Through design, Billick isn't as prone to compliments or Cheshire cat grins as Steve Mariucci, the San Francisco 49ers' sunnier version of Mr. Rogers. Billick is forgiving enough of his players' shortcomings without totally coddling them. That's a major reason why the salary-cap ravaged and injury-riddled Ravens have managed a 6-7 mark and are still teetering on the brink of postseason extinction.
At some point, though, even Billick will draw a stern line. He has fired talent like Cornell Brown and Ralph Staten for off-field mischief before, bringing the reformed Brown back into the Ravens' fold this summer.
However, answers to a few deadly football sins escape Billick's logic. In response to repeated queries over burly running back Jamal Lewis' fumbling travails, Billick said overreacting to Lewis' seven fumbles this season would be like a policeman drawing his six-shooter on a jaywalker.
"Is he really going to use it?" Billick said. "What am I going to do? Threaten Jamal and tell him that he's not going to play? That's silly. He doesn't want to fumble. No one feels worse about the fumbles than Jamal."
Correct. Short of telling Lewis to handle the pigskin with proper care there isn't much the Ravens can do other than have him sleep with it.
As for cornerback Chris McAlister's attempt to turn tossing New Orleans Saints receiver Donte' Stallworth's helmet into an Olympic event, there's no excuse, or alibi that suffices. Not for Billick. Not for anyone. Especially not for McAlister, who has lofty Pro Bowl aspirations and millions of dollars at stake in an impending contract negotiation.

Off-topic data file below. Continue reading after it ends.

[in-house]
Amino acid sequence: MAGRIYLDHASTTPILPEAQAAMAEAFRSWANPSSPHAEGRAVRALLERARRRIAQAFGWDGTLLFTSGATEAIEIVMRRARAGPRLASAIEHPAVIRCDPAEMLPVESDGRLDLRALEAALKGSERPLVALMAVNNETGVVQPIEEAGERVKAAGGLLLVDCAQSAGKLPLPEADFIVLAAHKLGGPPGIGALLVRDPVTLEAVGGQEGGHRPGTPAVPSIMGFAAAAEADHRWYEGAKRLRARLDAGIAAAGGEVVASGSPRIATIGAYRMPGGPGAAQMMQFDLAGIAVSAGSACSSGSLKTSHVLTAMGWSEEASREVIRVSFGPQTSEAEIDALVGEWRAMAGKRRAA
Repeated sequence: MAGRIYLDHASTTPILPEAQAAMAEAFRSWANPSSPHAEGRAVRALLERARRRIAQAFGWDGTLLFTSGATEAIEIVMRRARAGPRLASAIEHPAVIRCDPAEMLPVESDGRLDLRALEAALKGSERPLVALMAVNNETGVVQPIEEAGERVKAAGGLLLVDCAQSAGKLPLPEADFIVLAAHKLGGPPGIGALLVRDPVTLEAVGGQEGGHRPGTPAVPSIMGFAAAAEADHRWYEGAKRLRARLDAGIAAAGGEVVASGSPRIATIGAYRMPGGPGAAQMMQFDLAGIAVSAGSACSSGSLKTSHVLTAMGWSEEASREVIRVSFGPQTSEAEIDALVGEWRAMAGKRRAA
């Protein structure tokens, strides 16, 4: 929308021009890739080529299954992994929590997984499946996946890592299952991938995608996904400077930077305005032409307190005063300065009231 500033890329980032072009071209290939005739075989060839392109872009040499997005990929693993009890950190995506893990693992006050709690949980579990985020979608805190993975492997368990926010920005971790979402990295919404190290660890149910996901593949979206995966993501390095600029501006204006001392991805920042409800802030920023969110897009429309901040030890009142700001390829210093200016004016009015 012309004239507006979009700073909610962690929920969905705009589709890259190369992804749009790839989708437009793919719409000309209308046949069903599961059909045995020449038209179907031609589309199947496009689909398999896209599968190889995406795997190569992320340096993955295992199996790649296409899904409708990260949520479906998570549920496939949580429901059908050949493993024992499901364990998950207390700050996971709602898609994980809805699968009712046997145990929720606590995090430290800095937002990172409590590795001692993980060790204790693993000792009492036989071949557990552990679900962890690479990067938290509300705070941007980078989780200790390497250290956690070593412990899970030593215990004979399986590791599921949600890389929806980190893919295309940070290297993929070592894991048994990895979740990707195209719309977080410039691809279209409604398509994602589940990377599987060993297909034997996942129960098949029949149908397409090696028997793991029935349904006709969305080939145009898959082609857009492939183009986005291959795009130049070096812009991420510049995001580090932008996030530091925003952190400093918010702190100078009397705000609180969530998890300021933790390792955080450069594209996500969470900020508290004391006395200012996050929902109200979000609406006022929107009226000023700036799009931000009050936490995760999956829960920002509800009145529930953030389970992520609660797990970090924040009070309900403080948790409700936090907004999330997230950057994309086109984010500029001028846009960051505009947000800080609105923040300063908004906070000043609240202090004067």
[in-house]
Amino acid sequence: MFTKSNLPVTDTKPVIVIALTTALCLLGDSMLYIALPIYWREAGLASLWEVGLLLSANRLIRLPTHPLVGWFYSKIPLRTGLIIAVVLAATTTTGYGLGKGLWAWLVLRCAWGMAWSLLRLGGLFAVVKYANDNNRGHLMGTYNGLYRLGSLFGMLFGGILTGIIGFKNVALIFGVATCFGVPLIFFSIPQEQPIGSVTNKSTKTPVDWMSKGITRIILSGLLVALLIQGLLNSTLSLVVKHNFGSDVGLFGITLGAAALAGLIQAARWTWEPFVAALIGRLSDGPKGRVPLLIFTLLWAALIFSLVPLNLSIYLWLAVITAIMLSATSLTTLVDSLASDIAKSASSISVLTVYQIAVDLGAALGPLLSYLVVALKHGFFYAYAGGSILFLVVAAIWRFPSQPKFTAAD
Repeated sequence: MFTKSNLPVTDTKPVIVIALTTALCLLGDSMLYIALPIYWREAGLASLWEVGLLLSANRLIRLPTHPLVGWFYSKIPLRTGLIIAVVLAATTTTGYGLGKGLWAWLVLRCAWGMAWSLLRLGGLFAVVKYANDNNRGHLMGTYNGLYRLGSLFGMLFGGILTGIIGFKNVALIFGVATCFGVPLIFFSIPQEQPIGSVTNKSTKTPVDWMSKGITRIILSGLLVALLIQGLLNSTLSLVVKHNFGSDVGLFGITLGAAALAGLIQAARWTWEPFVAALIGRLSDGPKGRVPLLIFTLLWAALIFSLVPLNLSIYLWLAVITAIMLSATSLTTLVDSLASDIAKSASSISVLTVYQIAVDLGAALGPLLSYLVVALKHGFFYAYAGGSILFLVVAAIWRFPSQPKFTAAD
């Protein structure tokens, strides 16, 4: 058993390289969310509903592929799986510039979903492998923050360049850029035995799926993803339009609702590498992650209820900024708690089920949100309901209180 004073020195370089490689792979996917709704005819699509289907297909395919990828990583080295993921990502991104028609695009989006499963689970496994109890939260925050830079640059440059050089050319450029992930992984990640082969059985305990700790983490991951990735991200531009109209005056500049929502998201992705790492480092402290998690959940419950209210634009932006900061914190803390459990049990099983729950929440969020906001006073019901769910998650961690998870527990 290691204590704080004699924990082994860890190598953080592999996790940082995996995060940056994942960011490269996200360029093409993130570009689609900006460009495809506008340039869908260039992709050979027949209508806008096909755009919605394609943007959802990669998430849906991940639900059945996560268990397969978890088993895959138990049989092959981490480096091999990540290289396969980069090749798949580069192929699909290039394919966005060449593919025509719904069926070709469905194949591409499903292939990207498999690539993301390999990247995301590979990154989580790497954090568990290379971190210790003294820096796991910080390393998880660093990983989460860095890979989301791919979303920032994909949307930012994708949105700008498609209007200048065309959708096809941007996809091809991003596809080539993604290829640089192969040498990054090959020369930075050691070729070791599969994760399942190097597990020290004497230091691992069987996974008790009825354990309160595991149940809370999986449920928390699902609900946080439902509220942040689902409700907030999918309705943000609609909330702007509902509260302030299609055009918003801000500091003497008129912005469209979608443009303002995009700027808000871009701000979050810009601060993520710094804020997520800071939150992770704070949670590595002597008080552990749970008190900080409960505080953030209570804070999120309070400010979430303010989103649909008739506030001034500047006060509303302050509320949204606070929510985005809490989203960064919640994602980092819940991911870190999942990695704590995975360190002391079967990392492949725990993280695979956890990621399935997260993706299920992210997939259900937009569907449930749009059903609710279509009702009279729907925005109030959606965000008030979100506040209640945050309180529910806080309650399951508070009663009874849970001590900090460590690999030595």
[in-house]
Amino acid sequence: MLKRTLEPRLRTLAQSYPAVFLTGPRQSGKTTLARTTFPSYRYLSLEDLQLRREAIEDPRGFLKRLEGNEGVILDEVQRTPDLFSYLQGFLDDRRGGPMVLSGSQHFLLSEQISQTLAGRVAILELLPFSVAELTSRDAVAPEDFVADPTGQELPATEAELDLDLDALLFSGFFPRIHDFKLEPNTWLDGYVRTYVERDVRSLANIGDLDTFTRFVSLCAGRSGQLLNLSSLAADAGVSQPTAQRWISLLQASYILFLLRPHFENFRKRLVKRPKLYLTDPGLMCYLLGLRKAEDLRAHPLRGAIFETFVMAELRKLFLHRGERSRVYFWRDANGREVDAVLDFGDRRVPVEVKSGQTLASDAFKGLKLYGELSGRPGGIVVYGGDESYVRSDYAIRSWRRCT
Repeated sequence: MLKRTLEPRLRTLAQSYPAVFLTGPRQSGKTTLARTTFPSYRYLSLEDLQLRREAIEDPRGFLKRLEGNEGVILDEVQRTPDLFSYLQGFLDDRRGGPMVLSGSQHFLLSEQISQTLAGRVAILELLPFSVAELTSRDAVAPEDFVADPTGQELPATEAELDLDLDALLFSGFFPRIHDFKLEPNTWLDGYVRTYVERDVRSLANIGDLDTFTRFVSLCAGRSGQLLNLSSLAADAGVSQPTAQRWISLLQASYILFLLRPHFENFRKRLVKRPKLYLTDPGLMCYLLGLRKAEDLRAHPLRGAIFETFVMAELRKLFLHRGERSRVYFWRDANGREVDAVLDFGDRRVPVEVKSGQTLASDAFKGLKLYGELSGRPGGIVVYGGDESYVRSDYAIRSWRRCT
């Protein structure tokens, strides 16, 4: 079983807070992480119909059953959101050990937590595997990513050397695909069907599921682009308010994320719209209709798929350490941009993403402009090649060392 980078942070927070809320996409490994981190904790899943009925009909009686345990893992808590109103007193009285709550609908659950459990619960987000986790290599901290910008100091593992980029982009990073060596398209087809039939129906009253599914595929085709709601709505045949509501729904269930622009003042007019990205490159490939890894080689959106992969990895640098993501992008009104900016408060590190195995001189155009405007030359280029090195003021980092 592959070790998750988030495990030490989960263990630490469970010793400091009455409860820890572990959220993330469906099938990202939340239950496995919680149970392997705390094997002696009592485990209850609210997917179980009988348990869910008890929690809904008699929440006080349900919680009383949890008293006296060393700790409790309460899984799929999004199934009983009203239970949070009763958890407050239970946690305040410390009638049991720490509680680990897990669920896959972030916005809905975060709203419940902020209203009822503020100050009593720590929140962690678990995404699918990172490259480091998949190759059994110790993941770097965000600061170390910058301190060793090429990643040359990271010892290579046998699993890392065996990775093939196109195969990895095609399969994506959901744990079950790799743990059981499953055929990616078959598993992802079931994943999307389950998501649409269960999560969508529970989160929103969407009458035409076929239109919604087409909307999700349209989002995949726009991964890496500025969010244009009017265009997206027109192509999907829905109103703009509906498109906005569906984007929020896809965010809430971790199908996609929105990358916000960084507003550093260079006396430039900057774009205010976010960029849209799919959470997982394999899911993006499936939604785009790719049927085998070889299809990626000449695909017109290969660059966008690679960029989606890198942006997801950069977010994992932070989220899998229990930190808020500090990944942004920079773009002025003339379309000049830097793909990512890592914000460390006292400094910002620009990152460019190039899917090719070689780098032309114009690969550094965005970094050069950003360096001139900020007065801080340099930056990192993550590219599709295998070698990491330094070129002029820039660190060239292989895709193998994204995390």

His 15-yard personal foul set up a touchdown. It could have gotten him booted from the contest, a 37-25 loss for the Ravens. This kind of misbehavior certainly isn't the ideal way to get paid, or earn the respect of his peers around the league.
"That's one of those bonehead things," Billick said. "When it's from a veteran, that's when you have to be a little bit upset and I'll communicate that to him the proper way. Penalties are murder."
Here's a novel approach for Billick: Tell McAlister that while the organization respects his skills that similar actions will cost him at the bargaining table. Try something with some teeth.
Since it's essentially a developmental season and many of his players are either unproven kids or journeymen ripe to be replaced by superior athletes this off-season, Billick's not inclined to humiliate them with public criticism.
"What I like to do is win," Billick said. "Anytime you spend a lot of time and energy and when you see the athletic talent, and you know guys are capable of doing certain things, then it is frustrating when it doesn't happen. The unrealized potential is the type of thing that will irritate or set a coach off more than anything else."